So, you want to be a Security Engineer?
A Security Engineer, bridging the gap between engineering and information security, is a highly desirable tech job. It is one without a cookie cutter fit and a role that probably looks different every day of the working week.
Find out why a career in Security Engineering is one of the coolest jobs in the information security sphere.
What does a Security Engineer do?
Security Engineers are the gatekeepers of the twenty-first century. Whether it is a natural disaster wreaking havoc or a malicious cyber-attack, it is a Security Engineer’s job to design computer systems able to prevent or effectively cope with disruptions. Working in Security Engineering requires the ability to work through three key steps;
- Understanding a businesses’ current computer security levels
- Analysing how securely a businesses’ computer networks are running
- And, identifying and predicting security flaws capable of disrupting current computer networks.
Daily challenges for Security Engineers include figuring out solutions to complex security dilemmas and implementing detection systems and firewalls able to combat these dilemmas. A Security Engineer is responsible for performing penetration testing, vulnerability testing and security assessments, whilst also having an awareness of the businesses’ risk landscape.
It’s a role that is neither repetitive nor monotonous. Whilst Security Engineer jobs have responsibilities that need ticking daily, such responsibilities fluctuate depending on the ever-changing security landscape.
What qualifications does a Security Engineer need?
Security Engineering is an intermediate-level position that requires a technical foundation. Protocol knowledge, network architecture expertise and beyond need to be honed at this level. This leans into the need for previous professional experience and real-time knowhow.
As an intermediate-level position, there are hard skills and qualifications that are non-negotiable. A bachelor’s degree in Computer Science, Software Engineering, Information Systems, Cyber Security or a related field is required. Beyond this, five to ten years of experience in the Information Security realm is needed. Certifications and additional qualifications are an added bonus that doesn’t go unnoticed by employers. The Certified Ethical Hacker (CEH) certification or the Certified Information Systems Security Professional (CISSP) certification are two well-known options worth exploring.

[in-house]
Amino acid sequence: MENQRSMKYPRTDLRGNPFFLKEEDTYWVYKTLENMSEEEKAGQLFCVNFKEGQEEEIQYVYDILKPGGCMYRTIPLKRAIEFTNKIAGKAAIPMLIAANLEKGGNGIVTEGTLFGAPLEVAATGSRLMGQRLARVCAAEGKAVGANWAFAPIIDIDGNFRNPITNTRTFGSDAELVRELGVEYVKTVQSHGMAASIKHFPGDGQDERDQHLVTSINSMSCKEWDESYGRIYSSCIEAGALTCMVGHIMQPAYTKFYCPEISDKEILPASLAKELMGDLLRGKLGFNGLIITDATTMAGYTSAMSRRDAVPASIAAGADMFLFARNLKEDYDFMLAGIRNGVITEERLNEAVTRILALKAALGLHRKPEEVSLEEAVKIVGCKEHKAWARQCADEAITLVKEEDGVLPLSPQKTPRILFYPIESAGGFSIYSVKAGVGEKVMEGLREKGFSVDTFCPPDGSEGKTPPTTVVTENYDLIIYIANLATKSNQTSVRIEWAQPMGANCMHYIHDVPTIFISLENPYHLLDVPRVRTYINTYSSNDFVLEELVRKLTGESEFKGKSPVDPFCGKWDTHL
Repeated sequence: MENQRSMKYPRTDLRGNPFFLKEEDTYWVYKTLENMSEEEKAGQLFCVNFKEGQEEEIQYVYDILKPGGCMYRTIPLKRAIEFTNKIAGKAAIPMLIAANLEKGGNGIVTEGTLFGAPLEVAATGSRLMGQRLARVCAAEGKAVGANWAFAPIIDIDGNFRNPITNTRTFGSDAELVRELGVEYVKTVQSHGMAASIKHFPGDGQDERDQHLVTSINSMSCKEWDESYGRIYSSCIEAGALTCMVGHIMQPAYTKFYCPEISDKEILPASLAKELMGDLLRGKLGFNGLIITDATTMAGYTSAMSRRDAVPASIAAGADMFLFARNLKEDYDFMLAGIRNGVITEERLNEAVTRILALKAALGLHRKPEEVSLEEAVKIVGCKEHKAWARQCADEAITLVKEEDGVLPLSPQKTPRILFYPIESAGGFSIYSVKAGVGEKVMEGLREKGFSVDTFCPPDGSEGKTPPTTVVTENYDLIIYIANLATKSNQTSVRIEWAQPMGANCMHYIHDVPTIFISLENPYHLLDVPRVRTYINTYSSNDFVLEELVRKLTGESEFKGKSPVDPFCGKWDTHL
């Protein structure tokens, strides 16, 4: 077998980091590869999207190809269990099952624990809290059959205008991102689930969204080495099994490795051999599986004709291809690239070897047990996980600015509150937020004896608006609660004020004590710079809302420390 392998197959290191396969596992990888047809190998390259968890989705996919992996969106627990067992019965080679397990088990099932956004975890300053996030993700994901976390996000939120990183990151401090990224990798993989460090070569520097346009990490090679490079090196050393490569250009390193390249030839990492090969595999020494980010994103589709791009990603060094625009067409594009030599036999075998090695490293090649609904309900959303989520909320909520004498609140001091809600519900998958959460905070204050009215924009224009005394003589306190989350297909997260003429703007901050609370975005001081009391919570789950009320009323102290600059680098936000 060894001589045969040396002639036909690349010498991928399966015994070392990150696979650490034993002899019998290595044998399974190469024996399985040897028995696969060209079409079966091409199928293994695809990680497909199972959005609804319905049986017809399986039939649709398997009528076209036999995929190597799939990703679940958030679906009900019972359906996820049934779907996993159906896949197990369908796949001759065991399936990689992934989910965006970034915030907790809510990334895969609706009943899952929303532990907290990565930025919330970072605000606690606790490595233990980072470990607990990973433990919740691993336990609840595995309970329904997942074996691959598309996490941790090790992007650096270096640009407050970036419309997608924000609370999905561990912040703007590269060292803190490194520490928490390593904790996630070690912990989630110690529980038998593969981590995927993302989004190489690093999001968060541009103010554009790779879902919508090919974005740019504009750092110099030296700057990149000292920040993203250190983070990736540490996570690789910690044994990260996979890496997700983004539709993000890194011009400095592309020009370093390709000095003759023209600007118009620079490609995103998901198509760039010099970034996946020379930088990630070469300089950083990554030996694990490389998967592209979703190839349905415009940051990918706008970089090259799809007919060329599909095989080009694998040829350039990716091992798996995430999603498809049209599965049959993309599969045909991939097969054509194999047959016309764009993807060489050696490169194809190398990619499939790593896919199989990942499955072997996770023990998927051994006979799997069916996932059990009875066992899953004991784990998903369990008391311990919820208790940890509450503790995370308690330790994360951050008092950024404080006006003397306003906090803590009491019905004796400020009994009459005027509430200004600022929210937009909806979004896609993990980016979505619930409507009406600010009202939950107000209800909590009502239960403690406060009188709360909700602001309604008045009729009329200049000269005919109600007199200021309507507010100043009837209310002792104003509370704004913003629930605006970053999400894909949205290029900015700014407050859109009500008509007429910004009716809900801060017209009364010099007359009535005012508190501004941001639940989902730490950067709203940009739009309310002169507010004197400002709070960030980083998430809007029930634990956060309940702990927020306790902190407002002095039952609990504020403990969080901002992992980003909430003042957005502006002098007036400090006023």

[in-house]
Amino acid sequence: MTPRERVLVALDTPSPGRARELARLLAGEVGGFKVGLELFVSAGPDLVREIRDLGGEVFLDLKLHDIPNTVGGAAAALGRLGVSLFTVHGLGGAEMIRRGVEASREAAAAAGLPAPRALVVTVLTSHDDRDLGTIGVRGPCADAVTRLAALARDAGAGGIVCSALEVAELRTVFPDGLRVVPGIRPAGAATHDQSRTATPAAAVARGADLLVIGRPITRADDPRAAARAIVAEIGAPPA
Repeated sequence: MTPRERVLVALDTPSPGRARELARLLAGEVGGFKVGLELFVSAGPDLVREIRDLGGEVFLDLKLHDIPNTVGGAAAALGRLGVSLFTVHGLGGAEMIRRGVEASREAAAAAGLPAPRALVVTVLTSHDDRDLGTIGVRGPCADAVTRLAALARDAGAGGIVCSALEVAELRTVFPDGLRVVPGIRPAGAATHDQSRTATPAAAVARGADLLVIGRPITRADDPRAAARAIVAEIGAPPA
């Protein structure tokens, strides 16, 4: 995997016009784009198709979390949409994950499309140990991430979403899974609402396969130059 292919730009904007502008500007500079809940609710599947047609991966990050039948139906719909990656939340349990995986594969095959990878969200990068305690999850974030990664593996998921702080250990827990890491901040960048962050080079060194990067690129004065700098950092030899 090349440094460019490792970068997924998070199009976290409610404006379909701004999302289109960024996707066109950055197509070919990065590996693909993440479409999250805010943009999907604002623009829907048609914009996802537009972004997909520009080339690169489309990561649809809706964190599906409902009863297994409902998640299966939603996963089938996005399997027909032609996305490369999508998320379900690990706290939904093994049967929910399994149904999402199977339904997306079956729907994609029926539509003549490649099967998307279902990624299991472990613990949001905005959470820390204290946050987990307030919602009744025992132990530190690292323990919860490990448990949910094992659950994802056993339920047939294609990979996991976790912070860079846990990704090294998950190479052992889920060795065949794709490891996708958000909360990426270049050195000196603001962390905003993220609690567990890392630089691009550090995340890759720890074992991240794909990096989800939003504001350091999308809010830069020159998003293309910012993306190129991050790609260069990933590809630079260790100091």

Experience with penetration testing and vulnerability assessing, the ability to navigate virtualisation technologies and knowledge of secure network architecture are some of the hard skills needed. Soft skills required include creativity, interpersonal skills and flexible thinking. Problem solving is a daily must so an inquisitive mind that is detail oriented is also needed.
Where does a Security Engineer sit in a business?
Securing a position as a Security Engineer begins with an entry-level IT or security role. Such positions include an IT Technician, Network Engineer and System Administrator. With a few years of experience in one of these roles, aspiring Security Engineers will have the required experience to secure a Security Engineering job.
As an intermediate-level position, a Security Engineer sits within a company’s technology department. A Security Engineer will report directly to the Security Manager or the upper management depending on the size of the business and their technology department.
Moving up from a Security Engineering role, many professionals progress into Security Management, Security Architecture or a Security Consultant role. This progression brings a significant increase in salary and responsibility.
What can a Security Engineer expect to be earning?
A Security Engineer can anticipate an average annual salary of £58,091 in London, United Kingdom, $129,328 in Australia and $107,340 in the United States. That being said, a Security Engineer’s salary fluctuates significantly depending on a professional’s experience level and the size of the business.
With every day different from the one before, it is no wonder many consider a career in Security Engineering and share resounding satisfaction for their work. If looking for a career in the Information Security realm that is both exciting and variable, a Security Engineering career may be the one for you.
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